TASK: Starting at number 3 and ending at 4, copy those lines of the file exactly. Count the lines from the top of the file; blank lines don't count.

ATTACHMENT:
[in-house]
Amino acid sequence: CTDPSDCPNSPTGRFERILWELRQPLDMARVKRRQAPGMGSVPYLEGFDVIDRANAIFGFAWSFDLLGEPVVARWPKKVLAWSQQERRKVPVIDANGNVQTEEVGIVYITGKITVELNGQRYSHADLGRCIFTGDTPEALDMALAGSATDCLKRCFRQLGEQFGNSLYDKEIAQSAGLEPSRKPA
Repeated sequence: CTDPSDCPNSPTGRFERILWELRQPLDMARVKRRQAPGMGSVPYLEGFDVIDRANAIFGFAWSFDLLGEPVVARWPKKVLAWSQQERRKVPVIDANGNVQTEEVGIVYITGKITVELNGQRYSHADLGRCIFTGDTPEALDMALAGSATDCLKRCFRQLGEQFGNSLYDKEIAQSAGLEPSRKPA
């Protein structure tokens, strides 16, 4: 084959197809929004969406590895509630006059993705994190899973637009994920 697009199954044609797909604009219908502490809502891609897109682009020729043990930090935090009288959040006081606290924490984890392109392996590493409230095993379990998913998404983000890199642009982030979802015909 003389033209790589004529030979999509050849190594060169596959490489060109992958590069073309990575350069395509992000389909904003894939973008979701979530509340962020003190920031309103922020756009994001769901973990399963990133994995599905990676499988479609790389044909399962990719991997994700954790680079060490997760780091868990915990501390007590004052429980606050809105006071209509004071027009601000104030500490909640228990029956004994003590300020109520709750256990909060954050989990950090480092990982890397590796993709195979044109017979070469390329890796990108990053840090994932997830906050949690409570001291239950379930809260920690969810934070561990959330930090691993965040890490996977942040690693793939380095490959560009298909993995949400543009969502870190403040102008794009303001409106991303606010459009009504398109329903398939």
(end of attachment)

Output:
Repeated sequence: CTDPSDCPNSPTGRFERILWELRQPLDMARVKRRQAPGMGSVPYLEGFDVIDRANAIFGFAWSFDLLGEPVVARWPKKVLAWSQQERRKVPVIDANGNVQTEEVGIVYITGKITVELNGQRYSHADLGRCIFTGDTPEALDMALAGSATDCLKRCFRQLGEQFGNSLYDKEIAQSAGLEPSRKPA
């Protein structure tokens, strides 16, 4: 084959197809929004969406590895509630006059993705994190899973637009994920 697009199954044609797909604009219908502490809502891609897109682009020729043990930090935090009288959040006081606290924490984890392109392996590493409230095993379990998913998404983000890199642009982030979802015909 003389033209790589004529030979999509050849190594060169596959490489060109992958590069073309990575350069395509992000389909904003894939973008979701979530509340962020003190920031309103922020756009994001769901973990399963990133994995599905990676499988479609790389044909399962990719991997994700954790680079060490997760780091868990915990501390007590004052429980606050809105006071209509004071027009601000104030500490909640228990029956004994003590300020109520709750256990909060954050989990950090480092990982890397590796993709195979044109017979070469390329890796990108990053840090994932997830906050949690409570001291239950379930809260920690969810934070561990959330930090691993965040890490996977942040690693793939380095490959560009298909993995949400543009969502870190403040102008794009303001409106991303606010459009009504398109329903398939």